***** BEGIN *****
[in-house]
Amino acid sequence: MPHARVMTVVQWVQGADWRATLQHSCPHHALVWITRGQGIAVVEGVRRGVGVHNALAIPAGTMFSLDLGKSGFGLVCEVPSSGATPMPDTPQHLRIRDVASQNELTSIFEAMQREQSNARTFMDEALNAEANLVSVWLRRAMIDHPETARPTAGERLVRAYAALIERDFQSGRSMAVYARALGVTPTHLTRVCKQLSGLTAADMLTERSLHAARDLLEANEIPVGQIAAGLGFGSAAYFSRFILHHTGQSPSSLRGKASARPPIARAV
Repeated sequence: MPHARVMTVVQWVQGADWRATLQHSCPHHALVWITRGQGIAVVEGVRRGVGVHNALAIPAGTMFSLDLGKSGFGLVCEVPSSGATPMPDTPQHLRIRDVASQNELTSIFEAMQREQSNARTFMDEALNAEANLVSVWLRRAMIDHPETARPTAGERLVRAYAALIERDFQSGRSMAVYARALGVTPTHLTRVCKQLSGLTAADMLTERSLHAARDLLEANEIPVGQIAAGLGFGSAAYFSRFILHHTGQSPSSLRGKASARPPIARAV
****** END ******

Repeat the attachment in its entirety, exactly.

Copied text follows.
[in-house]
Amino acid sequence: MPHARVMTVVQWVQGADWRATLQHSCPHHALVWITRGQGIAVVEGVRRGVGVHNALAIPAGTMFSLDLGKSGFGLVCEVPSSGATPMPDTPQHLRIRDVASQNELTSIFEAMQREQSNARTFMDEALNAEANLVSVWLRRAMIDHPETARPTAGERLVRAYAALIERDFQSGRSMAVYARALGVTPTHLTRVCKQLSGLTAADMLTERSLHAARDLLEANEIPVGQIAAGLGFGSAAYFSRFILHHTGQSPSSLRGKASARPPIARAV
Repeated sequence: MPHARVMTVVQWVQGADWRATLQHSCPHHALVWITRGQGIAVVEGVRRGVGVHNALAIPAGTMFSLDLGKSGFGLVCEVPSSGATPMPDTPQHLRIRDVASQNELTSIFEAMQREQSNARTFMDEALNAEANLVSVWLRRAMIDHPETARPTAGERLVRAYAALIERDFQSGRSMAVYARALGVTPTHLTRVCKQLSGLTAADMLTERSLHAARDLLEANEIPVGQIAAGLGFGSAAYFSRFILHHTGQSPSSLRGKASARPPIARAV